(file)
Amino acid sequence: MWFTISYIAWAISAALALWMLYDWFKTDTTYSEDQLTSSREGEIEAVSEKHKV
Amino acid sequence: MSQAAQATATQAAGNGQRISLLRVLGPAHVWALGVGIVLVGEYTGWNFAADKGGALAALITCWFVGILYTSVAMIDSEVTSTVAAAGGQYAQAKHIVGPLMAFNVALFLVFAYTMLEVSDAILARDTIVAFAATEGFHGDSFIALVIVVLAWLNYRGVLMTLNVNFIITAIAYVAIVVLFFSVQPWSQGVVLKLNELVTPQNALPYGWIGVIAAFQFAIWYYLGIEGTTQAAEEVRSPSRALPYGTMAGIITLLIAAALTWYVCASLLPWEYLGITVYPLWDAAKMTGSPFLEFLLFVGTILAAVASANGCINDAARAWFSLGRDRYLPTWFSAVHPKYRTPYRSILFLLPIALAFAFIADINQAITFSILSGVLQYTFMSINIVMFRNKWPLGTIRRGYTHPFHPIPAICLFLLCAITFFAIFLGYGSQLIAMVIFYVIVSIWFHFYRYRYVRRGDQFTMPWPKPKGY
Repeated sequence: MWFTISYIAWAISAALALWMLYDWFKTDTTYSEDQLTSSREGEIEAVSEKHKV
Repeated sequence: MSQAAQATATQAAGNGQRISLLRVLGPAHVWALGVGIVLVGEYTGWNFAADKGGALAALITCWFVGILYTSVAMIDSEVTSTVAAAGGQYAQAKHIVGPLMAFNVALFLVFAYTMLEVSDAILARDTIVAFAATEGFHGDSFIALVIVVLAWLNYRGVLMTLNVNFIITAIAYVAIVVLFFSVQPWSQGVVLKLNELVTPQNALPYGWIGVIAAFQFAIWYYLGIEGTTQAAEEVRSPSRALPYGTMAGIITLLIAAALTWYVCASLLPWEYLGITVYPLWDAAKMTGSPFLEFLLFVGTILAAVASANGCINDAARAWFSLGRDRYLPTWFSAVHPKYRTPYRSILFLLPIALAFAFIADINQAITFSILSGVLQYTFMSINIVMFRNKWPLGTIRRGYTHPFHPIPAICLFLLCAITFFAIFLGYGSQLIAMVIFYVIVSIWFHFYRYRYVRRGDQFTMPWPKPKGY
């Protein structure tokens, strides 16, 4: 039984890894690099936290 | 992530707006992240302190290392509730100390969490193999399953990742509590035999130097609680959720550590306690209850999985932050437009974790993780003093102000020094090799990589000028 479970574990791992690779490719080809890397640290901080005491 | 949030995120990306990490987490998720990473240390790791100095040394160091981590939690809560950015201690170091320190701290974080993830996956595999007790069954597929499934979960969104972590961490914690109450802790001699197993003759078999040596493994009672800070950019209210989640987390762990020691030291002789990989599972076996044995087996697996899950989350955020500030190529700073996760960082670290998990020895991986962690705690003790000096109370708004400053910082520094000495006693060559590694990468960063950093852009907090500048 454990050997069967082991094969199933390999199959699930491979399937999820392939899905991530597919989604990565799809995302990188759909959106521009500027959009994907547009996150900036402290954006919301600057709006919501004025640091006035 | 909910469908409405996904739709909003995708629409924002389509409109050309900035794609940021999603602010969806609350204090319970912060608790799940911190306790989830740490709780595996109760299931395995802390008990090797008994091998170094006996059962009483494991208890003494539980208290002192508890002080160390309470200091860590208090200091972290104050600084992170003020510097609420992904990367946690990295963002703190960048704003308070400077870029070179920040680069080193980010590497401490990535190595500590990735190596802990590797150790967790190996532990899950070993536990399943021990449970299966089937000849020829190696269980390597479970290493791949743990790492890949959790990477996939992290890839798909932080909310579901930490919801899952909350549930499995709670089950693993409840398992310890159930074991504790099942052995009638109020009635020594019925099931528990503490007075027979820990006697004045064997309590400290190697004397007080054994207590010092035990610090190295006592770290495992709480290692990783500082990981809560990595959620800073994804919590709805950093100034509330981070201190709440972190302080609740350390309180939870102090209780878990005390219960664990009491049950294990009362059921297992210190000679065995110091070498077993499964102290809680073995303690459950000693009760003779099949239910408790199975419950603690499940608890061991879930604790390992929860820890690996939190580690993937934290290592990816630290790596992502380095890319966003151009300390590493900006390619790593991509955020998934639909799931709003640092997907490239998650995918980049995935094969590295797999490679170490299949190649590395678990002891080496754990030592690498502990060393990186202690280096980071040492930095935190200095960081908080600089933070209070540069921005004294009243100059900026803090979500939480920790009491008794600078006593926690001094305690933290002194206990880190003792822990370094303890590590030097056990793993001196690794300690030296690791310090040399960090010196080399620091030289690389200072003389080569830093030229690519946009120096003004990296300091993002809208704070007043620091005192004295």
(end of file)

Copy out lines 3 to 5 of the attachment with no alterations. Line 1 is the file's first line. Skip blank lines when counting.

Repeated sequence: MWFTISYIAWAISAALALWMLYDWFKTDTTYSEDQLTSSREGEIEAVSEKHKV
Repeated sequence: MSQAAQATATQAAGNGQRISLLRVLGPAHVWALGVGIVLVGEYTGWNFAADKGGALAALITCWFVGILYTSVAMIDSEVTSTVAAAGGQYAQAKHIVGPLMAFNVALFLVFAYTMLEVSDAILARDTIVAFAATEGFHGDSFIALVIVVLAWLNYRGVLMTLNVNFIITAIAYVAIVVLFFSVQPWSQGVVLKLNELVTPQNALPYGWIGVIAAFQFAIWYYLGIEGTTQAAEEVRSPSRALPYGTMAGIITLLIAAALTWYVCASLLPWEYLGITVYPLWDAAKMTGSPFLEFLLFVGTILAAVASANGCINDAARAWFSLGRDRYLPTWFSAVHPKYRTPYRSILFLLPIALAFAFIADINQAITFSILSGVLQYTFMSINIVMFRNKWPLGTIRRGYTHPFHPIPAICLFLLCAITFFAIFLGYGSQLIAMVIFYVIVSIWFHFYRYRYVRRGDQFTMPWPKPKGY
């Protein structure tokens, strides 16, 4: 039984890894690099936290 | 992530707006992240302190290392509730100390969490193999399953990742509590035999130097609680959720550590306690209850999985932050437009974790993780003093102000020094090799990589000028 479970574990791992690779490719080809890397640290901080005491 | 949030995120990306990490987490998720990473240390790791100095040394160091981590939690809560950015201690170091320190701290974080993830996956595999007790069954597929499934979960969104972590961490914690109450802790001699197993003759078999040596493994009672800070950019209210989640987390762990020691030291002789990989599972076996044995087996697996899950989350955020500030190529700073996760960082670290998990020895991986962690705690003790000096109370708004400053910082520094000495006693060559590694990468960063950093852009907090500048 454990050997069967082991094969199933390999199959699930491979399937999820392939899905991530597919989604990565799809995302990188759909959106521009500027959009994907547009996150900036402290954006919301600057709006919501004025640091006035 | 909910469908409405996904739709909003995708629409924002389509409109050309900035794609940021999603602010969806609350204090319970912060608790799940911190306790989830740490709780595996109760299931395995802390008990090797008994091998170094006996059962009483494991208890003494539980208290002192508890002080160390309470200091860590208090200091972290104050600084992170003020510097609420992904990367946690990295963002703190960048704003308070400077870029070179920040680069080193980010590497401490990535190595500590990735190596802990590797150790967790190996532990899950070993536990399943021990449970299966089937000849020829190696269980390597479970290493791949743990790492890949959790990477996939992290890839798909932080909310579901930490919801899952909350549930499995709670089950693993409840398992310890159930074991504790099942052995009638109020009635020594019925099931528990503490007075027979820990006697004045064997309590400290190697004397007080054994207590010092035990610090190295006592770290495992709480290692990783500082990981809560990595959620800073994804919590709805950093100034509330981070201190709440972190302080609740350390309180939870102090209780878990005390219960664990009491049950294990009362059921297992210190000679065995110091070498077993499964102290809680073995303690459950000693009760003779099949239910408790199975419950603690499940608890061991879930604790390992929860820890690996939190580690993937934290290592990816630290790596992502380095890319966003151009300390590493900006390619790593991509955020998934639909799931709003640092997907490239998650995918980049995935094969590295797999490679170490299949190649590395678990002891080496754990030592690498502990060393990186202690280096980071040492930095935190200095960081908080600089933070209070540069921005004294009243100059900026803090979500939480920790009491008794600078006593926690001094305690933290002194206990880190003792822990370094303890590590030097056990793993001196690794300690030296690791310090040399960090010196080399620091030289690389200072003389080569830093030229690519946009120096003004990296300091993002809208704070007043620091005192004295």